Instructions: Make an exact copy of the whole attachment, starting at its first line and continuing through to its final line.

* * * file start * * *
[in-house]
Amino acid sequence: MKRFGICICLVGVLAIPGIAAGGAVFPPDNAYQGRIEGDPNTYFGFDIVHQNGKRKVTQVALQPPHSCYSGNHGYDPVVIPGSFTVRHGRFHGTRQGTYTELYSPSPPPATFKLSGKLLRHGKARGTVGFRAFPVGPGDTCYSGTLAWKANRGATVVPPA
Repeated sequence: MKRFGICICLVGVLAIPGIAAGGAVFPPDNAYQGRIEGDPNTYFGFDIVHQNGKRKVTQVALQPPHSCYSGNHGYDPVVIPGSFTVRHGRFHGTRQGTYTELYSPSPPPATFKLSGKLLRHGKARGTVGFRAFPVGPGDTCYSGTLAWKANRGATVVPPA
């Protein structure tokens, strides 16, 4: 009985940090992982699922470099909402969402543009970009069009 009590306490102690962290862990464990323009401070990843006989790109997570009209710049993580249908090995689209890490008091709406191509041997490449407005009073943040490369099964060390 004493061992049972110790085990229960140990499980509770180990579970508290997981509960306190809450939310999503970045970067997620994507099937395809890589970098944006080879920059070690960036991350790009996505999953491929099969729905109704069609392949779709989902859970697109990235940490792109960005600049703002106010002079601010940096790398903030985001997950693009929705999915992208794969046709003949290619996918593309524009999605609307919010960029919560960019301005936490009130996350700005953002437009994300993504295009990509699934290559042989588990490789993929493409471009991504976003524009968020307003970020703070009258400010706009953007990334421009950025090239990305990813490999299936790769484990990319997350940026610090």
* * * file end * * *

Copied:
[in-house]
Amino acid sequence: MKRFGICICLVGVLAIPGIAAGGAVFPPDNAYQGRIEGDPNTYFGFDIVHQNGKRKVTQVALQPPHSCYSGNHGYDPVVIPGSFTVRHGRFHGTRQGTYTELYSPSPPPATFKLSGKLLRHGKARGTVGFRAFPVGPGDTCYSGTLAWKANRGATVVPPA
Repeated sequence: MKRFGICICLVGVLAIPGIAAGGAVFPPDNAYQGRIEGDPNTYFGFDIVHQNGKRKVTQVALQPPHSCYSGNHGYDPVVIPGSFTVRHGRFHGTRQGTYTELYSPSPPPATFKLSGKLLRHGKARGTVGFRAFPVGPGDTCYSGTLAWKANRGATVVPPA
């Protein structure tokens, strides 16, 4: 009985940090992982699922470099909402969402543009970009069009 009590306490102690962290862990464990323009401070990843006989790109997570009209710049993580249908090995689209890490008091709406191509041997490449407005009073943040490369099964060390 004493061992049972110790085990229960140990499980509770180990579970508290997981509960306190809450939310999503970045970067997620994507099937395809890589970098944006080879920059070690960036991350790009996505999953491929099969729905109704069609392949779709989902859970697109990235940490792109960005600049703002106010002079601010940096790398903030985001997950693009929705999915992208794969046709003949290619996918593309524009999605609307919010960029919560960019301005936490009130996350700005953002437009994300993504295009990509699934290559042989588990490789993929493409471009991504976003524009968020307003970020703070009258400010706009953007990334421009950025090239990305990813490999299936790769484990990319997350940026610090």